This paper reports a complete set of TG, DTG, and DTA data, coupled with emitted gas analysis, for well-constrained, almost pure serpentine samples. Serpentine dehydroxylation takes place between 550 and 800 °C, with DTG and DTA peak temperatures progressively decreasing from antigorite (720 and 715 °C, respectively) to lizardite (708 and 714 °C), polygonal serpentine (685 and 691 °C), and chrysotile (650 and 654 °C). Antigorite has an additional diagnostic signal at ~740–760 °C, always absent in the other serpentines, and dependent on antigorite superperiodicity (T shift of ~20 °C from 36 to 49 Å modulation wavelength). A sharp exothermic peak occurs at extremely constant temperatures (~820 °C), independently from the starting serpentine structure. The high-T mineral assemblage is always represented by forsterite and enstatite.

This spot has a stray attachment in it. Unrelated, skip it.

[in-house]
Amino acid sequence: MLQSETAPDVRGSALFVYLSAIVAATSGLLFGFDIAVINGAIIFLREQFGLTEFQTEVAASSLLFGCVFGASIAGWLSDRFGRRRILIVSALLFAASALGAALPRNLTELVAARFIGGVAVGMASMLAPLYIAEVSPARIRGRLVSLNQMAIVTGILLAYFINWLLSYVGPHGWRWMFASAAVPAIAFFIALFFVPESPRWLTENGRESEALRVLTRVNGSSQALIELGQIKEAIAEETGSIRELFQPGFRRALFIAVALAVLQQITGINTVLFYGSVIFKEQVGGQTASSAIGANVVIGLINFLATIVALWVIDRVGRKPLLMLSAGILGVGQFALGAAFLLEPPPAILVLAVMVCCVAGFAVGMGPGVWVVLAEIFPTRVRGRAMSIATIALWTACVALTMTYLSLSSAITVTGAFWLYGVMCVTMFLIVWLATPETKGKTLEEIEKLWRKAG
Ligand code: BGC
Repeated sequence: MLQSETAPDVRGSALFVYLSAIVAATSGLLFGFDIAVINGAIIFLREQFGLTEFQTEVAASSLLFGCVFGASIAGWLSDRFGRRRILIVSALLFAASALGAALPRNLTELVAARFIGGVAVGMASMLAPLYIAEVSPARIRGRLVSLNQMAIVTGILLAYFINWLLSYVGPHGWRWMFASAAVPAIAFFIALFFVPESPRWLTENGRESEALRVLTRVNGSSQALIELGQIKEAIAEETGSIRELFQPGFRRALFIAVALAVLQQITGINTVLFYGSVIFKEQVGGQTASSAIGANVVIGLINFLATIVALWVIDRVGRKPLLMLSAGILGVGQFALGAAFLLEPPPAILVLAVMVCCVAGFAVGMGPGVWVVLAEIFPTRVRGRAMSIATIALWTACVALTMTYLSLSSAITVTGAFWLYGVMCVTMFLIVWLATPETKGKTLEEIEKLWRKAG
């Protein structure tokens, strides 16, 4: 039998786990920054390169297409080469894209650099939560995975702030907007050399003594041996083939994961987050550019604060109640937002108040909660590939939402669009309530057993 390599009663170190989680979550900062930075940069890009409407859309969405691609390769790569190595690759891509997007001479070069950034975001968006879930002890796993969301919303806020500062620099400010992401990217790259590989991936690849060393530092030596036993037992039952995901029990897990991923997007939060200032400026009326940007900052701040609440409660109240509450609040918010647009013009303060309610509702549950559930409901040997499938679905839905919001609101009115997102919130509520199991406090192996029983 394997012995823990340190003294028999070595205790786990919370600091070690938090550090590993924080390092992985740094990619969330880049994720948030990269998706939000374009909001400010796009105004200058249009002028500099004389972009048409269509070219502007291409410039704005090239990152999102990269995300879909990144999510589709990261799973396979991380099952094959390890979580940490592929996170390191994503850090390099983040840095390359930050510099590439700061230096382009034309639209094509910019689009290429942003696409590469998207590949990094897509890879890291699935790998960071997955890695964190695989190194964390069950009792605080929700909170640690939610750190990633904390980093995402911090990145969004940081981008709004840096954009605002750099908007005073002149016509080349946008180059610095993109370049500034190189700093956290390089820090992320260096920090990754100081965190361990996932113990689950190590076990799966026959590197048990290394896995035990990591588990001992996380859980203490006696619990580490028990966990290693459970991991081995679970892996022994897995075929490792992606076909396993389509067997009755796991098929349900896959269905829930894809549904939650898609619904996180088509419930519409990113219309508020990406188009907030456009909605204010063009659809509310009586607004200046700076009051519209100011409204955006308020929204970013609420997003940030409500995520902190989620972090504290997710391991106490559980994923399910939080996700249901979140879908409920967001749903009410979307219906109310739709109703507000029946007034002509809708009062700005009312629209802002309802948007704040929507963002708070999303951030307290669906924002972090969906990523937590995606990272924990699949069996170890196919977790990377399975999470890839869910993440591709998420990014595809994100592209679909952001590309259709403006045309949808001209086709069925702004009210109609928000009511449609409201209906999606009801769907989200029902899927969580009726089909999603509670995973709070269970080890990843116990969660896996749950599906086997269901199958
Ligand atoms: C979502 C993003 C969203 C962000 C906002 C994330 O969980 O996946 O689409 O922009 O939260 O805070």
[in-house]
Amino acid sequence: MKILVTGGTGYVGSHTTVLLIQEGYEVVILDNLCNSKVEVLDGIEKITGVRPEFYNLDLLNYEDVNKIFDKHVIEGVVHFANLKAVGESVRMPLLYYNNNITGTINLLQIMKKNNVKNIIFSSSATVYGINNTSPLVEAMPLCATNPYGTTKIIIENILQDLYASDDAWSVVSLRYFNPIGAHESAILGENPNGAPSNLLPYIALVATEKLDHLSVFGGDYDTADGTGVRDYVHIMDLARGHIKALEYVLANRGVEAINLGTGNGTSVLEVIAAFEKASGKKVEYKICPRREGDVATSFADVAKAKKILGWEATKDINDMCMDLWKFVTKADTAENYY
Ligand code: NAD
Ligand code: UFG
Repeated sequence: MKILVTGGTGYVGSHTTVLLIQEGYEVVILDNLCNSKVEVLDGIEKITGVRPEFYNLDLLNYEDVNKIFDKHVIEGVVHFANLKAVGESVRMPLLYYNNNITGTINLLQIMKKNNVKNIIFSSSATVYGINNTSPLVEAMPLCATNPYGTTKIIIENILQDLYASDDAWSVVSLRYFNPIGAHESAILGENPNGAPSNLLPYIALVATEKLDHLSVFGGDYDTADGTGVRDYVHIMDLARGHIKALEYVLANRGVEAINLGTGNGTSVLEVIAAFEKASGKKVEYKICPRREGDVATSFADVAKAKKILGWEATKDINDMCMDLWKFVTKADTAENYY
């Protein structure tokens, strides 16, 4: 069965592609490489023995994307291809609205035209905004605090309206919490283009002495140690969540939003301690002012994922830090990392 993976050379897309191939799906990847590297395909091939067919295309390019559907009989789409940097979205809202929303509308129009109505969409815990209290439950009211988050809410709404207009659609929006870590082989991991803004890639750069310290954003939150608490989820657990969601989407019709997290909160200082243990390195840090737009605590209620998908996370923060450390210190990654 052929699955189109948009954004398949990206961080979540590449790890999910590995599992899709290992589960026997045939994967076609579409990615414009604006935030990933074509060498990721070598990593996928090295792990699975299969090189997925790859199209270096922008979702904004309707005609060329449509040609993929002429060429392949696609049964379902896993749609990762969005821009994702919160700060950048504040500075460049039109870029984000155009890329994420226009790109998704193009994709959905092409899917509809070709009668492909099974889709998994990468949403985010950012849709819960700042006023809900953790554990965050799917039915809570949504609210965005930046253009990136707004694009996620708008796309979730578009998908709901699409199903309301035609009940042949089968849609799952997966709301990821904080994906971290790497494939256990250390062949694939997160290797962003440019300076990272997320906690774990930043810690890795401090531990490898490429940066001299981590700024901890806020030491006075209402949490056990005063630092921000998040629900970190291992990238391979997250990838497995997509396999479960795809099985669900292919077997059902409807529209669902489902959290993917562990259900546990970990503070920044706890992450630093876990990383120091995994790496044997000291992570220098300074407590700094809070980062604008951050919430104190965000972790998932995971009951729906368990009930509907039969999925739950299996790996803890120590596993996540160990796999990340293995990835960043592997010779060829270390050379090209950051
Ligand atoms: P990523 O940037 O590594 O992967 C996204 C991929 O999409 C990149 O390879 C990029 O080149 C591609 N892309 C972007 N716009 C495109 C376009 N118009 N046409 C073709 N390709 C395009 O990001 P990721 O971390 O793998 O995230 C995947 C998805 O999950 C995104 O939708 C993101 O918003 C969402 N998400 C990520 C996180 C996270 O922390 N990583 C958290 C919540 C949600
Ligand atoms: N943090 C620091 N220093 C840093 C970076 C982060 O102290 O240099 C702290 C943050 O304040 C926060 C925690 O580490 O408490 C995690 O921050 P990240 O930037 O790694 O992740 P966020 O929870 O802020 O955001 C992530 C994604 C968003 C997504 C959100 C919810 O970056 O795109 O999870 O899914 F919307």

Based on the observed relationships between serpentine structures and DTG/DTA dehydroxylation temperatures, thermal analysis may represent a useful tool for serpentine identification, particularly in the case of natural massive samples where different varieties are mutually intermixed. The accurate definition of serpentine mineralogy would have obvious implications in both geological-petrological and health-related issues.